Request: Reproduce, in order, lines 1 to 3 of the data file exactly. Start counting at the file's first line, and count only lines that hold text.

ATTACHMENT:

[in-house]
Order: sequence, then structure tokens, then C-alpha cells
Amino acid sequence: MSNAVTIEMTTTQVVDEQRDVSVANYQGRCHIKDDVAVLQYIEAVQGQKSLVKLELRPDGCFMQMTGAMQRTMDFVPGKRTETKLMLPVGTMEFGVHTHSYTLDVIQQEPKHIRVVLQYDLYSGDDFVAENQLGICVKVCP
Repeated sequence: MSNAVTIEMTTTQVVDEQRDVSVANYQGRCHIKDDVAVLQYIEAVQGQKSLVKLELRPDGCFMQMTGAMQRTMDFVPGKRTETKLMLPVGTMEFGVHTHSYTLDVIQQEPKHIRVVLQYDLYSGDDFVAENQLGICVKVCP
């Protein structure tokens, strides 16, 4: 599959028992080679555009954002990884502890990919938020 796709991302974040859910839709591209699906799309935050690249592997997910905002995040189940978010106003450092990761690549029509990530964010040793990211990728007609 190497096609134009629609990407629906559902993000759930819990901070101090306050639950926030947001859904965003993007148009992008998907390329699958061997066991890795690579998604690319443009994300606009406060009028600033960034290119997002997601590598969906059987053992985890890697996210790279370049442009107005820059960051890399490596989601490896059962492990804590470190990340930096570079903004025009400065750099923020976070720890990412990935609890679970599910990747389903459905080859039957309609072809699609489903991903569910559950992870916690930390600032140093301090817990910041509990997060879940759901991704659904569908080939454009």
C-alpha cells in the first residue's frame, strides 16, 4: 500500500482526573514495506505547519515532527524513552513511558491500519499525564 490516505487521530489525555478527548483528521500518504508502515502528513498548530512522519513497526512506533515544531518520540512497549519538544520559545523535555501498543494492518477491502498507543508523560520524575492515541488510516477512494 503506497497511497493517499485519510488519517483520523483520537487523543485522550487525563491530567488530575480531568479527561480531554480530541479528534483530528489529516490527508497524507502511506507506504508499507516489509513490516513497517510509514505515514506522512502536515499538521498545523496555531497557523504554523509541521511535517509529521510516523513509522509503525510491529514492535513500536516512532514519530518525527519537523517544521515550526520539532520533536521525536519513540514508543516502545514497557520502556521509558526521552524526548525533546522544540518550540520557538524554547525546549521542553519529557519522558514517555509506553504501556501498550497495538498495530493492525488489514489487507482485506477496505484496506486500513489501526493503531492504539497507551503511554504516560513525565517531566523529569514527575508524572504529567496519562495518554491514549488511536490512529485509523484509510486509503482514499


[in-house]
Order: sequence, then structure tokens, then C-alpha cells
Amino acid sequence: MSNAVTIEMTTTQVVDEQRDVSVANYQGRCHIKDDVAVLQYIEAVQGQKSLVKLELRPDGCFMQMTGAMQRTMDFVPGKRTETKLMLPVGTMEFGVHTHSYTLDVIQQEPKHIRVVLQYDLYSGDDFVAENQLGICVKVCP